In 2017, we’re moving towards greater consolidation of property managers.
With the growth of national PMs like TurnKey and Vacasa, it’s a contentious area, for sure! Some would argue that the guest experience improves as PMs are able to offer greater consistency of service across markets. Others would counter that we lose a sense of the personal touch, something that has been the foundation of great vacation rental experiences in the last 20 years!


Andrew McConnell
Biggest Surprise: The scale and pace of the convergence and consolidation.
At, we predicted a convergence and consolidation in the space but we thought it would happen over a longer time period. At the beginning of the year we saw hotels invest in the space. And as a result, through Accor’s purchase of onefinestay, we saw they’ll actually take ownership within it. Later, in the back half of the year, we saw 9flats, Wimdu, and HouseTrip all get rolled into bigger companies. These sorts of moves all within a single year, that surprised us.

New Markets will be the new trend. From what we at are seeing from our customers, the biggest trend in 2017 will be the expansion of property managers and vacation rental managers into new markets.

It may be bigger companies buying smaller ones, like what Vacasa, Wyndham, and Vacation Rental Pros are doing. Or it could be traditional companies breaking into new vacation rental markets, adjacent to their existing ones. Or, what actually seems most likely, traditional vacation rental managers will take on the Airbnb side of the market and test the waters in more urban environments. Whichever the case, 2017 will be less about the new companies popping up in the industry than about the companies that are doing well expanding their footprint.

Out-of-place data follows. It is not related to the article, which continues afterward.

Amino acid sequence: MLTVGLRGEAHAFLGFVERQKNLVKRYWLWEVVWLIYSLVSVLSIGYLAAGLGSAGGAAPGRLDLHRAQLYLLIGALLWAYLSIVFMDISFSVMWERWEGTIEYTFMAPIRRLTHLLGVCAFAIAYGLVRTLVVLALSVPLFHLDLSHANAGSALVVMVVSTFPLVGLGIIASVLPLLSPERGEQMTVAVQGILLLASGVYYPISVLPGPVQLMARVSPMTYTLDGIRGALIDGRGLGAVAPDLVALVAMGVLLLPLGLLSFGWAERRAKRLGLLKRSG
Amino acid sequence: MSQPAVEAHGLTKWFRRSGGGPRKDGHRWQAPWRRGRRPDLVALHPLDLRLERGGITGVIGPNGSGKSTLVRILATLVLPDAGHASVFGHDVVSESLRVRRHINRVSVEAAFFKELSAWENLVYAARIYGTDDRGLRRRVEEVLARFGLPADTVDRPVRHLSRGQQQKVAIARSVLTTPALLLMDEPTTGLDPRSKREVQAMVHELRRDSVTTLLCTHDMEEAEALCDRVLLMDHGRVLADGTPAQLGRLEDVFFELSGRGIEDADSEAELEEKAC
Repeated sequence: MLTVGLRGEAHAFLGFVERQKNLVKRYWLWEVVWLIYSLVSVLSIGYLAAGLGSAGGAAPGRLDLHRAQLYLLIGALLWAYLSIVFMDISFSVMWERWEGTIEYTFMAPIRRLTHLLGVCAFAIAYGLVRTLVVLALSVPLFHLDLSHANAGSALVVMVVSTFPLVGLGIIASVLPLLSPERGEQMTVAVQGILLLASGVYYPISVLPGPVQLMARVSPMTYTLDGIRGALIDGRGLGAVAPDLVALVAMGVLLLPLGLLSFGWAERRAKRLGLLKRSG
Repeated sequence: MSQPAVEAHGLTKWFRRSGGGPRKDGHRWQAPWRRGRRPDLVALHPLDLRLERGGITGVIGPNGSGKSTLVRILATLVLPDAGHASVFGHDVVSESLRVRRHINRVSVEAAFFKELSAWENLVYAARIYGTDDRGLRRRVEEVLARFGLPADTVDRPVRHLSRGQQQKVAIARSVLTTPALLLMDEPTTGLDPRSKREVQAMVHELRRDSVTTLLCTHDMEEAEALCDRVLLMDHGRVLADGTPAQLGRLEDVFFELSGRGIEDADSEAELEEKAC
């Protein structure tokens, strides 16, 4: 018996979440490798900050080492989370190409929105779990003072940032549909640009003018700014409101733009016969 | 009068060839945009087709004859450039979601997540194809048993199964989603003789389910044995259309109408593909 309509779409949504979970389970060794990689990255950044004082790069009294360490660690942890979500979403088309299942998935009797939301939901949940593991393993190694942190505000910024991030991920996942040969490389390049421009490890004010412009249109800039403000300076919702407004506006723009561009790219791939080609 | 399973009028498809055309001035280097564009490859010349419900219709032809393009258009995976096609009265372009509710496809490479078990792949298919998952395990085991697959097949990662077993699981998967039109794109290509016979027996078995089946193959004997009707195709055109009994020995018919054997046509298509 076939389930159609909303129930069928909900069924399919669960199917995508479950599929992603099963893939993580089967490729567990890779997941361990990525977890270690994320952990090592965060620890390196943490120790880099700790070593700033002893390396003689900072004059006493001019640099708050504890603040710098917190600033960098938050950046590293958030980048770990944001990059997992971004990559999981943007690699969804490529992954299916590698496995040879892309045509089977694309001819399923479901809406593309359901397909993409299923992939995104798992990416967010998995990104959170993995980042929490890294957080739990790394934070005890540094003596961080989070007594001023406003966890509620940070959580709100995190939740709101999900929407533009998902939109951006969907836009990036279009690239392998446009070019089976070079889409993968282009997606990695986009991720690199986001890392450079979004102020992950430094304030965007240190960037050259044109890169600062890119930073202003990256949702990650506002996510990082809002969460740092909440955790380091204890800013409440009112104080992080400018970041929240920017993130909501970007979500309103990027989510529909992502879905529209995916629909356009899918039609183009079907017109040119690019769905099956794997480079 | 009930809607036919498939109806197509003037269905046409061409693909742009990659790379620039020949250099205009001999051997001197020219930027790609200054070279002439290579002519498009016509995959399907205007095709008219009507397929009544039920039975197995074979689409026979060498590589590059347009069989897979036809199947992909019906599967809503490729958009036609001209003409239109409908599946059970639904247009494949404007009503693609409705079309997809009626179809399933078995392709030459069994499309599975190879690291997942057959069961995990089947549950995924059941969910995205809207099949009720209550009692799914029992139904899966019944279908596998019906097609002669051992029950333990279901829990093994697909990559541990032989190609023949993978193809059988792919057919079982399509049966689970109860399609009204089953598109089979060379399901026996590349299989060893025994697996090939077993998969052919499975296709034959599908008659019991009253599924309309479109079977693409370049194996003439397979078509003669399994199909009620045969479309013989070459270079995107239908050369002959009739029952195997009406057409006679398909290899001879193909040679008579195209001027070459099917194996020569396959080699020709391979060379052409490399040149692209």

Chad Brubaker

Who will rule distribution?
One of the more surprising happenings in 2016  was the disappearance of LeisureLink.  We were excited about the rise of another potentially successful aggregator of channels, especially since LeisureLink had previously reported that they’d be releasing a public API.  That would have made the passage of booking information much simpler, even to and from the likes of Airbnb and Homeaway.  There is definitely a trend for vacation rentals to market more similarly to how hotels distribute their availability; strategically amongst a wide variety of OTAs. While the shift towards more connectivity and a more hotel-like ecosystem wasn’t surprising, what was surprising was how up for grabs the spots for who become de-facto leaders of channel distribution remain.

Instant bookings shine a light on old problems. We all know that instant bookings are in the best interest of most channels and OTAs. However, it was a surprise to see that human rights came to the forefront of the conversation. In 2016, it was reported that cancelled bookings within Airbnb could prove — with statistical significance — that racial profiling was taking place within the home-sharing space.  NOT GOOD.  I commend Airbnb for promoting this to the forefront of the conversation around screening.  Discrimination has no place in the vacation rental space.  This is a difficult topic because we all know that some level of screening is definitely apropos. That said, we need to be careful about what this really translates into.

The vacation rental tech hype might be spilling into real estate.  There may be a bit of a bubble on the real estate investment side of the vacation rental space.  We predict that this will continue bubbling up and could potentially pop in the next year or so.  There have always been very lucrative vacation rental real estate investment opportunities out there, but a lot of guess work and quick moves could hurt those who didn’t do their research.

Want to stay strong in 2017?

OneRooftop has many expectations for the coming year. Read more predictions for 2017 and learn what you can do to keep your vacation rental marketing strong. OneRooftop saw up close what hundreds of vacation rental pros did this year. As the industry grows and develops, your nimbleness as a small business will be your strength.

Read OneRooftop’s Annual Report


Click image to view OneRooftop’s 2016 annual report.


Leave a Reply

Your email address will not be published. Required fields are marked *